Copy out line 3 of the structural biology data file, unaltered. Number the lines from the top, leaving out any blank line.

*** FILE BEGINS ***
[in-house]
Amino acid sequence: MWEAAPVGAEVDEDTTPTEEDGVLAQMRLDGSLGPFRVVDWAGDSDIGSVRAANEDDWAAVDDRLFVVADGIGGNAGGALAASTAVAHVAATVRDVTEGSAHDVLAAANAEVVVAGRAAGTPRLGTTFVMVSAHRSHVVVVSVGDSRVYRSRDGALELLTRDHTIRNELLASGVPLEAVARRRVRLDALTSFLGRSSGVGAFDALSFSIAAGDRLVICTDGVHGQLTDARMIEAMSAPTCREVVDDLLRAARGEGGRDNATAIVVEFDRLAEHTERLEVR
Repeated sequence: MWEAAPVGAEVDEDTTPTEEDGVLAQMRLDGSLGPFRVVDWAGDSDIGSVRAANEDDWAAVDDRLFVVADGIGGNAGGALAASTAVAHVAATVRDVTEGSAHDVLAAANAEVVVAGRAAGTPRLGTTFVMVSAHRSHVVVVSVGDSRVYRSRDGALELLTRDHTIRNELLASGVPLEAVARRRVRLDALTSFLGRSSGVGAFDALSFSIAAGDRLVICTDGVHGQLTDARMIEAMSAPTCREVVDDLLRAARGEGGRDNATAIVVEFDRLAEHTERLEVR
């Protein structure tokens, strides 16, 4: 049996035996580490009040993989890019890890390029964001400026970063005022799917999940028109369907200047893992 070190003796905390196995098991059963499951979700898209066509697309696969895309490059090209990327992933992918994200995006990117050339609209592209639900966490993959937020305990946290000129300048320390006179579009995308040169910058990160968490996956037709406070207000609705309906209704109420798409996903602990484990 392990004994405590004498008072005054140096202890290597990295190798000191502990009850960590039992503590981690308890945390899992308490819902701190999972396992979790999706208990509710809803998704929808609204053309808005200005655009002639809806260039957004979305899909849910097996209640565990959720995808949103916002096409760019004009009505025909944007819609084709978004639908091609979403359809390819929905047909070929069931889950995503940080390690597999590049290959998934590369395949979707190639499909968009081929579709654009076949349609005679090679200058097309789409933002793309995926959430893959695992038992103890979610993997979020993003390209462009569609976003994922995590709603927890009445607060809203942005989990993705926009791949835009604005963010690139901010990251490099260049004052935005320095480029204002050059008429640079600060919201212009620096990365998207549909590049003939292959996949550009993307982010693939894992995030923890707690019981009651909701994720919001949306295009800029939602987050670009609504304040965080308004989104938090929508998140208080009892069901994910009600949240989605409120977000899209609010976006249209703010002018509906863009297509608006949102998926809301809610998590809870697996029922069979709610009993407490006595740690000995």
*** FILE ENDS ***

Repeated sequence: MWEAAPVGAEVDEDTTPTEEDGVLAQMRLDGSLGPFRVVDWAGDSDIGSVRAANEDDWAAVDDRLFVVADGIGGNAGGALAASTAVAHVAATVRDVTEGSAHDVLAAANAEVVVAGRAAGTPRLGTTFVMVSAHRSHVVVVSVGDSRVYRSRDGALELLTRDHTIRNELLASGVPLEAVARRRVRLDALTSFLGRSSGVGAFDALSFSIAAGDRLVICTDGVHGQLTDARMIEAMSAPTCREVVDDLLRAARGEGGRDNATAIVVEFDRLAEHTERLEVR